Your sister may be harboring a lot of resentment towards you. Maybe not. But it's easy for the person in her position to feel that you weren't there and you don't deserve anything. You say you love your family, and I don't doubt that. But I wonder if they know that. I wonder if it's been demonstrated to your sister in ways that would be meaningful to her.

I'm not judging. I'm just wondering out loud. You're entitled to your feelings. So is everyone else in the family.
Helpful Answer (9)
Reply to CarlaCB

No, it is not fair. Your dad gave you the reason why.

"When I asked my dad about it he says that was to make sure my sister gets it and not my husband if I die."

Sounds like your father and your sister have some sort of enmeshed relationship.

My wife's mom set up her estate such as very little was directly inherited by my wife and her twin sister, but the rest was left a mess which is costing the estate 45% in taxes. Why? That is their punishment for getting married. I'm serious. My SIL told me this. Also, when my wife dies, her trust from her mom goes to our two boys. My wife has even set up her pension to go our boys when she dies. Thankfully, I have a big enough retirement account and other investments to survive all of that. It's not right, but that is how it is. Also, several years ago when my wife was in therapy related to her mother, she said she was sorry for all she put me and our boys through so that she could stay in her mother's will. Well, that sure makes me feel used.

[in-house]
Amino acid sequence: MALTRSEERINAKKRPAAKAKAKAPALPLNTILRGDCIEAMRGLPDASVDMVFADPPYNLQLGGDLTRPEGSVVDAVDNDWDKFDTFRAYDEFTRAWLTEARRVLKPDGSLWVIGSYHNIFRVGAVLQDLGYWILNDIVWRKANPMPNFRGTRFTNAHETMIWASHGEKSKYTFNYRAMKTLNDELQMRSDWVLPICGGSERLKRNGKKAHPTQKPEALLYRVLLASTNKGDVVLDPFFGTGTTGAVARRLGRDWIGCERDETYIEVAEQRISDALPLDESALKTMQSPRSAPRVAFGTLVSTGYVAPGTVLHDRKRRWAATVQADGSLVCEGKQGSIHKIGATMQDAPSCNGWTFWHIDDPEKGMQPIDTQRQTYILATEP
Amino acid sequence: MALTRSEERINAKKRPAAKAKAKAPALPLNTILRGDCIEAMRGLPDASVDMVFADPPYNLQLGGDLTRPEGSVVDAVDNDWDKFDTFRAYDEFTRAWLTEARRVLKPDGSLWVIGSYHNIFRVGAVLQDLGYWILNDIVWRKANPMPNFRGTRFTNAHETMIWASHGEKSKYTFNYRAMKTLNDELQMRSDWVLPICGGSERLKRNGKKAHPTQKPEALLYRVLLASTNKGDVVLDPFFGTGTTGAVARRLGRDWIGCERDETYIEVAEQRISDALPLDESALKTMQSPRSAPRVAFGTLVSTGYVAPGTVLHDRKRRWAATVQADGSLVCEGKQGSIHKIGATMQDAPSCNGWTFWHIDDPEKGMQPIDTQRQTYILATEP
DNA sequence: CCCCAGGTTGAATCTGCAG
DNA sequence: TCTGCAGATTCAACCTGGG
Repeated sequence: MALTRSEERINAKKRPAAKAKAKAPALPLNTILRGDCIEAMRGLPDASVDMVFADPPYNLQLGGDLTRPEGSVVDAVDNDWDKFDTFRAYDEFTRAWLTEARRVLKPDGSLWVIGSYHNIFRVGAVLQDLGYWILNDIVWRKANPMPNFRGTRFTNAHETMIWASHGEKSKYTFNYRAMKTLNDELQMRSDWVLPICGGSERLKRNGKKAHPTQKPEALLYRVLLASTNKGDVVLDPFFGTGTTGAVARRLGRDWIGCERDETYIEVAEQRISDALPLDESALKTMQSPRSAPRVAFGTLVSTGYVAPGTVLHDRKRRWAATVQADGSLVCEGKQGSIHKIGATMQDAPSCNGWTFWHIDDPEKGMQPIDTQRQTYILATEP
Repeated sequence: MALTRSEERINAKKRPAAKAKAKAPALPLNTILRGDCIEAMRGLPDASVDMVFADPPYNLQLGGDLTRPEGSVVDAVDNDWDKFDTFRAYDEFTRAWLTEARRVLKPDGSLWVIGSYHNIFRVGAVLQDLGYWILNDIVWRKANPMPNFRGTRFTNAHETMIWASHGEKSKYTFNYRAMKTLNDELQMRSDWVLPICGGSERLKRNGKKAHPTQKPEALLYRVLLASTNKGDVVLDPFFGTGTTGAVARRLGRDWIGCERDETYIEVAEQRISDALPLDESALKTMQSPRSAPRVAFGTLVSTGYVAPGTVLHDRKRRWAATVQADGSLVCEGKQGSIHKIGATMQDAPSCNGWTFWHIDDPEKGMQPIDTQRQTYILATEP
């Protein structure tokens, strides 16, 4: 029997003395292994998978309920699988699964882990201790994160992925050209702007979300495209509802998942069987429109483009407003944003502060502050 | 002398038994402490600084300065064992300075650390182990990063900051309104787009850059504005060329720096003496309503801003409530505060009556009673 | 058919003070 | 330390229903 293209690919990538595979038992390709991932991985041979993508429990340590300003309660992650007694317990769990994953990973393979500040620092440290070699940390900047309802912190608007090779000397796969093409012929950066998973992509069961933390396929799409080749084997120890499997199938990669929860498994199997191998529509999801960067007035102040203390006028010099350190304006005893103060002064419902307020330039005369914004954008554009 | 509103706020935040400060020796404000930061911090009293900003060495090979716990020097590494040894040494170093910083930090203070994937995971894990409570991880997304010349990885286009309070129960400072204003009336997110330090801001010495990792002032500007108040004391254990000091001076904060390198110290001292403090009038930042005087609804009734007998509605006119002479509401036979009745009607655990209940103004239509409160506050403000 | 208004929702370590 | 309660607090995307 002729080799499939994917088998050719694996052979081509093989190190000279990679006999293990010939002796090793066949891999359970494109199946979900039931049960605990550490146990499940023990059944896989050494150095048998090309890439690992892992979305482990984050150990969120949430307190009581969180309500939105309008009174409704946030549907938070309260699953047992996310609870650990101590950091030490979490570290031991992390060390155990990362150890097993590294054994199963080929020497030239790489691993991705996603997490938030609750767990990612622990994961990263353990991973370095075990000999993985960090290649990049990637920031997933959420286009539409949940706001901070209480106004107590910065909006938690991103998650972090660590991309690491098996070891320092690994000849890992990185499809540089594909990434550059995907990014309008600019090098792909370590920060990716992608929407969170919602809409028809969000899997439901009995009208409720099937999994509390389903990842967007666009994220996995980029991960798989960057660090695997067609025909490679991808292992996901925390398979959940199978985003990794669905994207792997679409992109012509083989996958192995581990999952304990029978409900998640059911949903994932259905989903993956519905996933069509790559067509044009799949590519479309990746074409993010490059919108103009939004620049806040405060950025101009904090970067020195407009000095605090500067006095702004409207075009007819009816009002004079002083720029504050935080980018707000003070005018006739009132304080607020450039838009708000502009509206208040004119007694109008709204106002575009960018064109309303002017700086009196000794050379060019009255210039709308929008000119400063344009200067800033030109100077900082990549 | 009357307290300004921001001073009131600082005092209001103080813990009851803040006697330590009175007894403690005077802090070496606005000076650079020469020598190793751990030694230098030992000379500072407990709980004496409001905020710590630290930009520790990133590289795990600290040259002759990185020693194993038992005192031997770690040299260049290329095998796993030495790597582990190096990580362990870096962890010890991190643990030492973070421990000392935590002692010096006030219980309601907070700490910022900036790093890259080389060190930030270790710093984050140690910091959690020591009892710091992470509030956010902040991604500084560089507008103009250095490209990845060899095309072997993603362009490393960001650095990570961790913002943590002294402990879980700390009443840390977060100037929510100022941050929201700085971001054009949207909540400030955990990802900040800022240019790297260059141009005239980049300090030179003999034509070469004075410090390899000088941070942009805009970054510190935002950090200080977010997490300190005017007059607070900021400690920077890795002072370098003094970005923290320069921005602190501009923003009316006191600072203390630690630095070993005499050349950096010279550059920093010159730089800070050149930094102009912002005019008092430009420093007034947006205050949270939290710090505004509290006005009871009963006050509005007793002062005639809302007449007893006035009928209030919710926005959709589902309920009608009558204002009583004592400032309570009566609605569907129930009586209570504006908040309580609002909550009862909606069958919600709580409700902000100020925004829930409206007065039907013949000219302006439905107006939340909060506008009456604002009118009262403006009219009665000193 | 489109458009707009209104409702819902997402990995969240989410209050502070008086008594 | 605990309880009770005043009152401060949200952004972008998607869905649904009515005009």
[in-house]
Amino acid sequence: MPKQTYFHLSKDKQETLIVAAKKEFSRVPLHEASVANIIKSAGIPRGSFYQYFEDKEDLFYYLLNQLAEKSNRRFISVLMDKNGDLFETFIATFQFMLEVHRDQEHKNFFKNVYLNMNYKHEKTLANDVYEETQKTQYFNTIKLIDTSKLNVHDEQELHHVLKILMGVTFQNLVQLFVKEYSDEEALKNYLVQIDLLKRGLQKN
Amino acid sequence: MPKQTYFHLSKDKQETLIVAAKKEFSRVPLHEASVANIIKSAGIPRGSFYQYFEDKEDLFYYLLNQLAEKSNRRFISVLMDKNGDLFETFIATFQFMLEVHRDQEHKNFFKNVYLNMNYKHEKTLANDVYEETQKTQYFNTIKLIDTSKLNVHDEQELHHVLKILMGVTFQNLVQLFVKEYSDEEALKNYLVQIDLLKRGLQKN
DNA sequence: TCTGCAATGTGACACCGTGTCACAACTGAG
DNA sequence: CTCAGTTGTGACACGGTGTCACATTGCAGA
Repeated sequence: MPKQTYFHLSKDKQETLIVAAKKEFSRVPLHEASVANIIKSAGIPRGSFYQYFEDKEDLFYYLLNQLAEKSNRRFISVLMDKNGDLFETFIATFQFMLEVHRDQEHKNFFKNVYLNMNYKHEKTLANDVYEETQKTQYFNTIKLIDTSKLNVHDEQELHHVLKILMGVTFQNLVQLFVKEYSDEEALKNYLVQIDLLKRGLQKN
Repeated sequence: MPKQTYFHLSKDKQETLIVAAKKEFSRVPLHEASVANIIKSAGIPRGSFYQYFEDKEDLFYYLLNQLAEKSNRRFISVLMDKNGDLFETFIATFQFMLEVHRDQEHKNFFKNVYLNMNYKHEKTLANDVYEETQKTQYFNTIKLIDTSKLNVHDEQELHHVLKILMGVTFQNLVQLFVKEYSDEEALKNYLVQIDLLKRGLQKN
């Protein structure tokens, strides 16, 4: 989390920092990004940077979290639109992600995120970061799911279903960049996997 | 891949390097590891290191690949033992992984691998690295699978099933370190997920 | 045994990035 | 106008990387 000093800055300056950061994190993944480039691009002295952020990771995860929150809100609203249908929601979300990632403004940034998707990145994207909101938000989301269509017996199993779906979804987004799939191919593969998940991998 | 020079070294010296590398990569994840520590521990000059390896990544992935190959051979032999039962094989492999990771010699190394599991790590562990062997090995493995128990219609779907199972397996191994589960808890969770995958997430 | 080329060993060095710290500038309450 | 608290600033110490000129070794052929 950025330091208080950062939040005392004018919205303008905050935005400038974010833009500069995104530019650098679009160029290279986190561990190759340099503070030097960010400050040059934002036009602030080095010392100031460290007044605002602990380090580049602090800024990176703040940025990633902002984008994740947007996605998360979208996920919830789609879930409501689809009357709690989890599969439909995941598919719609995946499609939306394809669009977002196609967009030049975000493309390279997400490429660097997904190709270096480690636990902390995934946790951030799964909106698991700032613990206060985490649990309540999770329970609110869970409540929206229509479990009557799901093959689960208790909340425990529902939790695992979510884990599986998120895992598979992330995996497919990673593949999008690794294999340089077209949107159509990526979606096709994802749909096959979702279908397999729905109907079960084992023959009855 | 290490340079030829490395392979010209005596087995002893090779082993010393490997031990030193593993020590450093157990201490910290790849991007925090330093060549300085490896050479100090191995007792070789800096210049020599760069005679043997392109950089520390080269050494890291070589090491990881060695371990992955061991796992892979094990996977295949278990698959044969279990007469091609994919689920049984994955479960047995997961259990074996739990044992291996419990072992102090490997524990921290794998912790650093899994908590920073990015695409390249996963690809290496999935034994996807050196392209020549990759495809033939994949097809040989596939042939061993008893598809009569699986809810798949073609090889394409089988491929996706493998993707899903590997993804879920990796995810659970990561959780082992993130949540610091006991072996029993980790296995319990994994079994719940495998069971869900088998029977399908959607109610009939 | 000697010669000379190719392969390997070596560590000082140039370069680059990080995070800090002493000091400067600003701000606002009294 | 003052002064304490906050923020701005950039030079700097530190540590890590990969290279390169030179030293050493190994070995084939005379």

Helpful Answer (5)
Reply to NoTryDoYoda

I am trying to understand, you say you truly want to help.  How often did you visit your sister/father/mother, to give your sister a break?
Helpful Answer (4)
Reply to FloridaDD

To answer your question, no, I do not think it is loving and fair for you to be totally disinherited from your parents' large estate. Not for one single minute.

I do not believe this is about 'entitlement'......what you are 'owed' versus what your sister is owed, financially, as your parents' care giver. I believe this is instead about you feeling invisible. As if you don't matter. As if only your sister matters as a human being because she did and does the care giving and that, somehow, makes her more important. More visible. More entitled to make all the little decisions, right down to which of mother's brooches she should throw to you, like a dog, rather than giving to her friend.